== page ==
This might be a superfluous post!

Not really that early.

On the second cup of coffee of the day, probably won’t be the last, though breakfast is still to be had and might even go into the hours of lunch before I finally get around to getting something.
Yesterday Dave had an appointment so Empy and I went to The Big ASDA to practice the Art of Grocery Shopping since Yule is around the corner, temporally speaking, and we needed to acquire foodstuffs for the traditional Feast of the Brits which includes both beef and turkey. So off we went!
I had expected a big store but what I hadn’t expected was the gauntlet of employees pushing carts, trolleys and cages around with little regard for human life as they milled about, absorbed in their duties and blind to the presence of customers. Armed with our own trolley we began the careful negotiating the aisles of the shop, traversing one landscape after the other inhabited by a flora of kitchenware, seasonal snacks and the occasional shopper in a more or less vegetative state as they scurry through the labyrinth of great deals with an unsatisfied look on their faces…
Shopping in a foreign country is one of the best things about travelling because more than anywhere else, it’s at the supermarket you get to see the real country, the real people and a good chunk of the culture encompassed in how people behave, what foods are available and all that and foods are important as one goal while here is to cook a traditional Danish Christmas dinner for Dave and Empy. The task is made interesting by the fact that the names of the various cuts of pork in Denmark isn’t necessarily named for the part of the pig where they’re situated but rather have names based in old traditions and they rarely translate well. I think I have it figured out, though, so tomorrow I’m off to the butcher’s! Luckily, there’s not one but two butchers within walking distance so there should be a good chance of getting exactly what I need.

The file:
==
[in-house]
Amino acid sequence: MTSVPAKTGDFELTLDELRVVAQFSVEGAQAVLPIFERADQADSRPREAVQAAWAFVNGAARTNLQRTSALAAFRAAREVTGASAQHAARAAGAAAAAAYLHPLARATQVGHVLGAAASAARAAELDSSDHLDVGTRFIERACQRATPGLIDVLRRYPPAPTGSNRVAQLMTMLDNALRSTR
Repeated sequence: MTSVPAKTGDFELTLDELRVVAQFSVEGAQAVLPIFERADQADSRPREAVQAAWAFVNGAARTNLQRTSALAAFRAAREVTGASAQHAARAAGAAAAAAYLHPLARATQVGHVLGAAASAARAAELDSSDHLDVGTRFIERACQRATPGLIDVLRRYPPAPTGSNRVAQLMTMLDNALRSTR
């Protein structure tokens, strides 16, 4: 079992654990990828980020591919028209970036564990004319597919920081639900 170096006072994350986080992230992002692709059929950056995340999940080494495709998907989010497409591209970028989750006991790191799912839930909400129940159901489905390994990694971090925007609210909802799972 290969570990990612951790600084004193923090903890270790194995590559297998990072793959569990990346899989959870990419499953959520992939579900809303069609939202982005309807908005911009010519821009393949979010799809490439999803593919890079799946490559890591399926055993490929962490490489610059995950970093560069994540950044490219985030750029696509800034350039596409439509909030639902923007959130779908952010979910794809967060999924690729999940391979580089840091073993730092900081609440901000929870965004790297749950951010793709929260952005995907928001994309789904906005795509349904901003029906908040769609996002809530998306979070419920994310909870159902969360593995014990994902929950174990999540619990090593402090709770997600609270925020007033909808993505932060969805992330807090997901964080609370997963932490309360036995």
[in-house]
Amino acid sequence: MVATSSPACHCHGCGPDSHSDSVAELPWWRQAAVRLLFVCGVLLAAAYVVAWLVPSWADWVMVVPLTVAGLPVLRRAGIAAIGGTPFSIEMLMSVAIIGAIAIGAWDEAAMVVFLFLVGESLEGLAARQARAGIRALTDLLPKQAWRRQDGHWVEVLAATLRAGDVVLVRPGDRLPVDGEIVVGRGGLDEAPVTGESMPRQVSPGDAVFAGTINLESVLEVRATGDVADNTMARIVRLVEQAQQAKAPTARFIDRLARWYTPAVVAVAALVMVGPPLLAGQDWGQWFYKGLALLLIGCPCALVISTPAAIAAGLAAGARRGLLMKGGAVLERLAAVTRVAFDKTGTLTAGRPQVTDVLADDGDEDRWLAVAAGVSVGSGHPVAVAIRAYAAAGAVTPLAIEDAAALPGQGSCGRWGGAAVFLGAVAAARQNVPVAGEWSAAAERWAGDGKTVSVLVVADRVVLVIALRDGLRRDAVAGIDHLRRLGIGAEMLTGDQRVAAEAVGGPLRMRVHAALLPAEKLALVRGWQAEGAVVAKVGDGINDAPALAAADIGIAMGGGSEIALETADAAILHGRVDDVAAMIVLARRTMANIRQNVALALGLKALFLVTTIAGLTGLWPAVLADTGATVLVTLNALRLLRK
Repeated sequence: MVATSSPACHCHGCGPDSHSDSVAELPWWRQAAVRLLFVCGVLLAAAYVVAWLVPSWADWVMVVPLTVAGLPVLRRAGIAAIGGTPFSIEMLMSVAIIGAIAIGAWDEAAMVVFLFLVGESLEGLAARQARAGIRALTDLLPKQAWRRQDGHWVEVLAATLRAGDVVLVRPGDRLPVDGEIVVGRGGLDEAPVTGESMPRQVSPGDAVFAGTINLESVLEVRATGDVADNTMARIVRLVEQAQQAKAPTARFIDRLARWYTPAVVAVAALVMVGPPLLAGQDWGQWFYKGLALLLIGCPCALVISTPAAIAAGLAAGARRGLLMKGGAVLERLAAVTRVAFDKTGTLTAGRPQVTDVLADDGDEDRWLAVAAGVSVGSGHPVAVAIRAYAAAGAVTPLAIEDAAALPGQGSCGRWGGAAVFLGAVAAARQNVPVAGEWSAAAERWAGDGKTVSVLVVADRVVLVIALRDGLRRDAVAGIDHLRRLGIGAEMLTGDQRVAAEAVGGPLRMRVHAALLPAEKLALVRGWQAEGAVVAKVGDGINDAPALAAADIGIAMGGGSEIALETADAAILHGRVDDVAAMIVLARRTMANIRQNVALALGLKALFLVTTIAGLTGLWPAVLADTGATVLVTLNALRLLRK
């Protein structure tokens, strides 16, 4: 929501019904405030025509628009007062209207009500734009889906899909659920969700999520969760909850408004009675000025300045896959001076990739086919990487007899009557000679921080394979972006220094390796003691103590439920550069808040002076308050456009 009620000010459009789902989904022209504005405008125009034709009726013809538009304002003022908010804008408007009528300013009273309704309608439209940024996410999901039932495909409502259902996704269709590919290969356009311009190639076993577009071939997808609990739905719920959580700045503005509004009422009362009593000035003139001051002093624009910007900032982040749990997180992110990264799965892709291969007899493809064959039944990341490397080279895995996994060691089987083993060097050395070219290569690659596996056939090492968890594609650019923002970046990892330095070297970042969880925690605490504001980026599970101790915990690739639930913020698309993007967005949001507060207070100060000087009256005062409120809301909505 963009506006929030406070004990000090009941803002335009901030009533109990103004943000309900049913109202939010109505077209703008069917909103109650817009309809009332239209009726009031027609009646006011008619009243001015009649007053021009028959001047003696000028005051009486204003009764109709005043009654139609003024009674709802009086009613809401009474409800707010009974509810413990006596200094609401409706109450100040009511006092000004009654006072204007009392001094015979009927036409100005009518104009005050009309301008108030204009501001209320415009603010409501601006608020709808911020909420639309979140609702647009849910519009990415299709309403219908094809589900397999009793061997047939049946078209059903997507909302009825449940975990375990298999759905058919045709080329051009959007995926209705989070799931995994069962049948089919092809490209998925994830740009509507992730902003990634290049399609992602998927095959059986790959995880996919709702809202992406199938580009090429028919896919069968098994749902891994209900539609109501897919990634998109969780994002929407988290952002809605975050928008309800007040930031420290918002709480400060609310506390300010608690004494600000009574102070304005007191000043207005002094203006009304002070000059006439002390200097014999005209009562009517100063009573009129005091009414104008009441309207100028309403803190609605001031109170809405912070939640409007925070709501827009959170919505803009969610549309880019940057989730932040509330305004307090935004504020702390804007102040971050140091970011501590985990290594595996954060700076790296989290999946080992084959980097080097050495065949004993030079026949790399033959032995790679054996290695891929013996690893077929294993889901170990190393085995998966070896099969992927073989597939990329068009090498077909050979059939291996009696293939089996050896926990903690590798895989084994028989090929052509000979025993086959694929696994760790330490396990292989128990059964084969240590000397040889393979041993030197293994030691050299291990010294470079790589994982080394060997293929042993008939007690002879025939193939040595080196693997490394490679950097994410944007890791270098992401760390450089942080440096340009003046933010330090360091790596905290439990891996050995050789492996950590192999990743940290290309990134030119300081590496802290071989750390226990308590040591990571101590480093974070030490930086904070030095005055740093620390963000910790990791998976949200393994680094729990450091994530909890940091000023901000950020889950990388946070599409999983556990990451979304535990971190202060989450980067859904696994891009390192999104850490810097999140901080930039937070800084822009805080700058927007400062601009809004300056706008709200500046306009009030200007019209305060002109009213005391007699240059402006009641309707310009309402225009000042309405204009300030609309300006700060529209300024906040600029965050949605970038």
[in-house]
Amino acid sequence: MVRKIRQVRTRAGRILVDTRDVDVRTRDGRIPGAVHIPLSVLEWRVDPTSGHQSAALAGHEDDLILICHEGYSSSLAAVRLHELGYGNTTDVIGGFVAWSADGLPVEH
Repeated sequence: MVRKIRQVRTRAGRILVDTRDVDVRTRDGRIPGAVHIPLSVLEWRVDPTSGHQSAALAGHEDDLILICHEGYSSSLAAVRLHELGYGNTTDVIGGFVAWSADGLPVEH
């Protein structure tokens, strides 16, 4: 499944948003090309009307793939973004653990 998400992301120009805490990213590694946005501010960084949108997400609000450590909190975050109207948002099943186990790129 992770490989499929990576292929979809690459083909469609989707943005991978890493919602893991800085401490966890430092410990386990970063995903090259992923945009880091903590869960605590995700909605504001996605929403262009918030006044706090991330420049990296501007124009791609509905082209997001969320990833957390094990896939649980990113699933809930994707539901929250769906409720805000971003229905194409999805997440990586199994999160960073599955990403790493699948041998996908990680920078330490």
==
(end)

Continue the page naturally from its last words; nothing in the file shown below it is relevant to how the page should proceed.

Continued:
The Big ASDA

The timing of our different traditions also work well since Danes celebrate Yule or Christmas on the 24th of December so we’ll have two delicious holiday meals!
In Denmark we generally celebrate holidays on the evening before the actual holiday and I suspect it’s because people back in the day could then get shitfaced during the celebration and use the holiday itself to nurse their hangovers. Or maybe a thousand years ago they just started drinking right after work was done and continued through the night and into the following day, who knows? It wasn’t all plundering and pillaging, ya know!
Now it seems that the main concern is the pickled red cabbage because it’s probably not the same as in Denmark, it almost certainly isn’t and I wasn’t too keen on bringing a kilo of it with me in my luggage which would be transported in a cargo hold that might not be quite as pressurized as the passenger cabin.
It’ll be fine!
I never really had a point with this entry…